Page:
Content - new ways of cashing for influencers thanks to NFT art | SOPRG

The age where content is king, in which you have kings and queens of content, has iterated into a form in which those who create content can monetize the piece of content and art they create. A ‘Nyan Cat’ meme NFT sold for $590,000 (300 ETH) at a time which, of course, was way before the “crypto winter” of 2022. A project that wants to reward meme-savvy with crypto and NFTs has also launched, known as memecoin. The premise is that those who find or create funny internet content in meme format get rewarded. A curious way of incentivizing people to contribute to online culture, but at least people are getting rewards of some sort.

Gary Vaynerchuk —an influencer, business mentor, author, motivational speaker, and entrepreneur with a massive following— recently leveraged his massive following to create an NFT collection known as ‘VeeFriends’. He took advantage of his following and his know-how of the communications agency industry to get the best of this NFT collection. In his own words, he sees value in the NFT art he created. But more importantly for him as a creator, it’s a way to protect his intellectual property in a way that allows him to connect more meaningfully with his followers.

Vaynerchuk (@GaryVee) uses his NFT art to provide different perks for his followers. For example, a lower-tiered NFT will give the holder the right to assist to VeeCon, while some of the rarest NFTs give the owner zoom calls with GaryVee benefits or even go on a fishing trip. The sort of value an artist can think of providing to the people that enjoy his or her art. Can the artist provide every once in a while an interesting idea that drives the creative process? Or maybe create content that gives insight into the artistic process?

Taking a page from the influencer’s playbook to promote NFT art

If we take the concept of influencer and use it broadly, we can understand that there are many different types of influencers. An athlete, a socialite, or an artist are all influencers. With regards to the artist, while people are interested in a final product, it is also true that it is almost as important as the final artwork is the vision of the artist and the aesthetic taste that guides the creation of an art piece. Aside from creating pieces of NFT artwork for sale, an artist can explain the entire process to those that have shown an interest in the art and perhaps engage them further.

Producing content constantly, especially one that opens up the creative process to those interested in the art, creates new possibilities for discovery. Especially as people might enjoy the content for content’s sake and share it via their favorite social media channels.

Why is it so important for Web3 art to create content, even if it will not be for monetization’s sake? Let’s go back to what Gary Vaynerchuk did with his NFT collection ‘VeeFriends’. He was already in the influencer game and had a massive following. So, when his project was launched, it was received with great anticipation and was a great success. This applies to an artist launching a project, a collection, or a 1/1 NFT edition. It’s a lot easier if the artist already has a community following the creative vision.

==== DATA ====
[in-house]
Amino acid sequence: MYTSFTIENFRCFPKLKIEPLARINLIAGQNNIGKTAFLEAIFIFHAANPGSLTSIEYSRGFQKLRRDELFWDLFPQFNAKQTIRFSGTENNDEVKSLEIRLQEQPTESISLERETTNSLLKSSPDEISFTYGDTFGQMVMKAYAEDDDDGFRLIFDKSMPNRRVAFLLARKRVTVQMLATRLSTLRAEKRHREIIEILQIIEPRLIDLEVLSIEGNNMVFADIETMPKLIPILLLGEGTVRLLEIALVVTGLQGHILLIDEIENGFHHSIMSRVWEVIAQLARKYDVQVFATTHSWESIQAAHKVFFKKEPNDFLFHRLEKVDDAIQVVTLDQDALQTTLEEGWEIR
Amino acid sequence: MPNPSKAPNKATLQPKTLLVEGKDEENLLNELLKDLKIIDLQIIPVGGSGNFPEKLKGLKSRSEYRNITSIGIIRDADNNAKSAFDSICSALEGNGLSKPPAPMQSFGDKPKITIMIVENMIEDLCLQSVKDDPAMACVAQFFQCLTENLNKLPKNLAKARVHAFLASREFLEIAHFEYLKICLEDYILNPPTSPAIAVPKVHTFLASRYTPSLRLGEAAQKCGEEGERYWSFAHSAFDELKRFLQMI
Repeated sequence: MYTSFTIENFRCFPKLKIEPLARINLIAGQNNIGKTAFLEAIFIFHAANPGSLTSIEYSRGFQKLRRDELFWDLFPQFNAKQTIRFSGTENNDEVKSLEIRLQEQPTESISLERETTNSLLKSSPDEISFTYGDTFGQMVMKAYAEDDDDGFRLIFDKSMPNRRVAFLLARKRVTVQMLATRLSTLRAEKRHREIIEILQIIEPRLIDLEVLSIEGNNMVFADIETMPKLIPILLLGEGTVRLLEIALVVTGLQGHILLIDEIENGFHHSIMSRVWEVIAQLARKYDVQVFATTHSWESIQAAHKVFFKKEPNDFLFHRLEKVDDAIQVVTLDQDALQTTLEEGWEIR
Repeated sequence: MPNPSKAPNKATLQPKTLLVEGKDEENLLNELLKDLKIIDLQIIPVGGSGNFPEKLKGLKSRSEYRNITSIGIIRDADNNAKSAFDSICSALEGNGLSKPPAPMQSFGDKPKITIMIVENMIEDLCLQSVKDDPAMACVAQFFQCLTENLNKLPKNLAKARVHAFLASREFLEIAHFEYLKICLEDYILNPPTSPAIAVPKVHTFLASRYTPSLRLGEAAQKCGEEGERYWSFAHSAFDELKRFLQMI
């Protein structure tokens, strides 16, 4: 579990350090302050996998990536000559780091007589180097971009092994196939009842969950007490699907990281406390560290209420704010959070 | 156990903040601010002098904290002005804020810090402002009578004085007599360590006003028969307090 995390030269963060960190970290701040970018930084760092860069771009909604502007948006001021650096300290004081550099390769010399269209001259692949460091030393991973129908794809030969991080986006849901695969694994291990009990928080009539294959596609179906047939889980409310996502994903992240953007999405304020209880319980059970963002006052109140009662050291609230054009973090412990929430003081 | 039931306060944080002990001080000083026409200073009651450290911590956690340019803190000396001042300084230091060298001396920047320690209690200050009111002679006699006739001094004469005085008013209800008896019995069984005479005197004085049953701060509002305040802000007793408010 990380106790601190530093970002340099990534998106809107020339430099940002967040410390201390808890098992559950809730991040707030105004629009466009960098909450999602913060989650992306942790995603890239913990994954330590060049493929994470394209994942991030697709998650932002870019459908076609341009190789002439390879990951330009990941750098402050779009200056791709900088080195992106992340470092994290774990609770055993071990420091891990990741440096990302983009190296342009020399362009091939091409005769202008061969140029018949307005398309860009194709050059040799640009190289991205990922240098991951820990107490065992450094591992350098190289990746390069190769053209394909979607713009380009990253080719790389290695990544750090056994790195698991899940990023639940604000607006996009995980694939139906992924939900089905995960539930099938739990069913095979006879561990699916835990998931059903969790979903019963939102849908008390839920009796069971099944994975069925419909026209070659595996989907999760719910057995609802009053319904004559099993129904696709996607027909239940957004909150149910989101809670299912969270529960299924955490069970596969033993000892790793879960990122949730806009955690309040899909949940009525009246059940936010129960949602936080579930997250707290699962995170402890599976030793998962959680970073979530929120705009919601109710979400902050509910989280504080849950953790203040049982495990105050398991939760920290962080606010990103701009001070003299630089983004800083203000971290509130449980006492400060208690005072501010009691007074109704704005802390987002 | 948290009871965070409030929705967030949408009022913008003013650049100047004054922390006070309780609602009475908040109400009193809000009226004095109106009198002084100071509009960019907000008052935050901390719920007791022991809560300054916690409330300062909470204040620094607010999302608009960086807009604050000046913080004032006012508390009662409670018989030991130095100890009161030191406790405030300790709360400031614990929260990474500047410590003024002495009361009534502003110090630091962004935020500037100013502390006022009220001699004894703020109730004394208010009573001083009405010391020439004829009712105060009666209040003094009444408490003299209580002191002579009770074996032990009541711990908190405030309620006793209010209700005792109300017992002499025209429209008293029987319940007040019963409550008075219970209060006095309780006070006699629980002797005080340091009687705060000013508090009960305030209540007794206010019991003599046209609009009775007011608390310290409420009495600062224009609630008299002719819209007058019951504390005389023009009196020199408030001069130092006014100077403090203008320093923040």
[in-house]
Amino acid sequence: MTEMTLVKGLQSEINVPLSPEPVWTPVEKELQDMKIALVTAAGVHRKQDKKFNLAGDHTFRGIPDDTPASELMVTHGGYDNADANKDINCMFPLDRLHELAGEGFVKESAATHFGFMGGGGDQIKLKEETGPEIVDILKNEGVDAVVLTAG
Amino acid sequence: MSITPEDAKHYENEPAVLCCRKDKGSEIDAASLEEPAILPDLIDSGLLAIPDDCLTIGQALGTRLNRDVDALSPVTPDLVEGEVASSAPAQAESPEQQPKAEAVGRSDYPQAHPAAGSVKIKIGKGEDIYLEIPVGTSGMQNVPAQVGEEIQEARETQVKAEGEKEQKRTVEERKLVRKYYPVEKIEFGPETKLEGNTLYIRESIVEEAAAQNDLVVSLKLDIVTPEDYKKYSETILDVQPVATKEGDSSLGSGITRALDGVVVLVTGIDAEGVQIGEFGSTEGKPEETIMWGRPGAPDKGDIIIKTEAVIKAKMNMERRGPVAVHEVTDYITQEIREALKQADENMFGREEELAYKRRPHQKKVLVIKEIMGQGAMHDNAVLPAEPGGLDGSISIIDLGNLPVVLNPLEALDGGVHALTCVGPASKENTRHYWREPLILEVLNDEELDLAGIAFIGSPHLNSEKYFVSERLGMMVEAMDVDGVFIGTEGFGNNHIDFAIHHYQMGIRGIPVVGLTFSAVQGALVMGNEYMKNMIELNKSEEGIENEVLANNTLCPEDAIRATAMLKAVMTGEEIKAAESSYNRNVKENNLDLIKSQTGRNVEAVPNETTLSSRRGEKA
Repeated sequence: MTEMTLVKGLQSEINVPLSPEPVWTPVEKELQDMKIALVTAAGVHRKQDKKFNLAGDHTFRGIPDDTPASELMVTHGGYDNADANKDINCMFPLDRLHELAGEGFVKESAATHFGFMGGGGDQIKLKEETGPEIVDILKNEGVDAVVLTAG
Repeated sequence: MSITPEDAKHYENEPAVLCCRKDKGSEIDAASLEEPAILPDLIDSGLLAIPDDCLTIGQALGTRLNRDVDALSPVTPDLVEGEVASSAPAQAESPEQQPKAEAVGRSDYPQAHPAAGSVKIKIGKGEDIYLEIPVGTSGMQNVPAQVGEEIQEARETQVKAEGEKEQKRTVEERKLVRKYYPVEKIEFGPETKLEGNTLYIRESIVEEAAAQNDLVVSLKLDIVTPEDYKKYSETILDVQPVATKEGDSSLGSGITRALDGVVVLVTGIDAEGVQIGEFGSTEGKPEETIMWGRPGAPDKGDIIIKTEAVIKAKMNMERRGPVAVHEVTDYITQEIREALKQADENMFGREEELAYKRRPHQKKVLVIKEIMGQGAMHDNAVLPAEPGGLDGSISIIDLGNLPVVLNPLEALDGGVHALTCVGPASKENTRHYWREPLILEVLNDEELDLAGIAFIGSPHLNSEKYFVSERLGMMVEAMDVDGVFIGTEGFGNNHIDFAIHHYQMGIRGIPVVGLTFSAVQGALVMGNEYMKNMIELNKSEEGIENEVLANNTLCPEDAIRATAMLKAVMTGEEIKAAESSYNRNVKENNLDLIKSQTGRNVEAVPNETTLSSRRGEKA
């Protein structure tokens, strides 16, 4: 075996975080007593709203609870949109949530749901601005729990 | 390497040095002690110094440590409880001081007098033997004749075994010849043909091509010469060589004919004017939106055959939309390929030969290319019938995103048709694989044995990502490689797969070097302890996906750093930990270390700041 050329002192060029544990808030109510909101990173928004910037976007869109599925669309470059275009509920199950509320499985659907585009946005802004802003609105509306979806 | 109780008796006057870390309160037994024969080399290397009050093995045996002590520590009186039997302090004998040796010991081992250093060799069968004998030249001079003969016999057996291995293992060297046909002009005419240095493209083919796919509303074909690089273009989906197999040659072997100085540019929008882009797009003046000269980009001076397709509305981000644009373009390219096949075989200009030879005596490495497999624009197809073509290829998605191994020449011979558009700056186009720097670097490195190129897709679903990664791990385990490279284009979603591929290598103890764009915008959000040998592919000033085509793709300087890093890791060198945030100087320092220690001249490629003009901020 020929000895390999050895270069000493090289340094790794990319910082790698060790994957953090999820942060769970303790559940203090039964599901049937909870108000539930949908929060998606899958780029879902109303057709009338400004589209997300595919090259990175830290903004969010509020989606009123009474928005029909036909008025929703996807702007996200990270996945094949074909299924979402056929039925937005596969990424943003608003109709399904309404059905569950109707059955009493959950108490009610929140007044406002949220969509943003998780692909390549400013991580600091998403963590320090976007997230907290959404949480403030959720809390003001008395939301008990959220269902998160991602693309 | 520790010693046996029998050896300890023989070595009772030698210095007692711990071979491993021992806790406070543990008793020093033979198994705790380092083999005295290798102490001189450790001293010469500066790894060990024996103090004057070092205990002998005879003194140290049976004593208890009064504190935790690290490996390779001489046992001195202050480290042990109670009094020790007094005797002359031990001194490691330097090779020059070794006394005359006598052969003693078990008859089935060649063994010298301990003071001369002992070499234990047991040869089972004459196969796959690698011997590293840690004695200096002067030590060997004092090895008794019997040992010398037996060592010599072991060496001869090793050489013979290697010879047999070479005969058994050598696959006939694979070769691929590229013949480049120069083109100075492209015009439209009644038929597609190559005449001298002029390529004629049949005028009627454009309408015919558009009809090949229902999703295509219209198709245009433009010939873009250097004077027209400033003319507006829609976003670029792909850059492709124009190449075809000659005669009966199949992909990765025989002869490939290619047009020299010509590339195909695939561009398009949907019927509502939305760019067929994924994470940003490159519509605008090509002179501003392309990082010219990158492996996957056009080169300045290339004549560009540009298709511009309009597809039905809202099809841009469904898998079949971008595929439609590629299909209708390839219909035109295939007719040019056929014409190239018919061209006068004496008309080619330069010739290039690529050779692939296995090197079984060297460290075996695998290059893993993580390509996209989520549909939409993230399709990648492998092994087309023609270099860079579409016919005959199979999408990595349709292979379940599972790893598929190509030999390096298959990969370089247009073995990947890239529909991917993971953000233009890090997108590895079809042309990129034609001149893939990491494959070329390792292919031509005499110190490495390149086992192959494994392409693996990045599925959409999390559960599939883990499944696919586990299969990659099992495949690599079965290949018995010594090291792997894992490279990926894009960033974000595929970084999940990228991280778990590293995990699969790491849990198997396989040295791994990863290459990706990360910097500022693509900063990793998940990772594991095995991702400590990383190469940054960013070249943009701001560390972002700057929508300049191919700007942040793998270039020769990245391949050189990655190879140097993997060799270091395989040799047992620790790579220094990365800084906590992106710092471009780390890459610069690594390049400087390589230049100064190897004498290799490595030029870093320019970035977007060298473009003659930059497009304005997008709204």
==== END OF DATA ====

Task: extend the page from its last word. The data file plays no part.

Even if the term influencer feels —to some artists— like it might devalue the trade and the profession or the arts, it’s worthwhile taking a few hints from influencers’ framework for an artist to gain recognition. The artist is an intellectual, a producer of ideas. Producing content based on those ideas enriches public opinion and culture. In return, artists can gain relevance as people get to know the things that inspire them, and what the artistic vision is. Content is a must, especially when there is a possibility that the content can be transformed into NFTs, or serve the purpose of building a bridge between artists and the community.

Content synergies between NFT art galleries and artists

Can an art gallery produce content? Yes, especially if it is serious about its role of connecting artists, academics, scholars, curators, critics, and collectors. Both can take advantage of this relationship, as an artist can bring new eyes to an art gallery. If the artist is just starting, there is still value for the art gallery. Being the place where new artists start and collectors find out about artistic trends is still of great value. The artists benefit because they have the means to communicate the artistic vision and attract new eyes to the work, past or present.

The event format is great for producing this content. People now can create Twitter Spaces in which some speakers have conversations in front of many listeners. One of the most Web3-appropriate things you can do is gather in a metaverse gallery so that people can join in with their avatar and have a curated exposition of artwork by an artist, perhaps even with commentary from the artist himself. SOPRG art gallery has already created such experiences with encouraging results.

In short, almost as valuable as a final version of an artwork is the creative process that gave us this output. Artists have many tools at their disposal to communicate their vision and aesthetic taste, so it would do the world of good if they embrace their ‘inner influencer’ and share more about their process.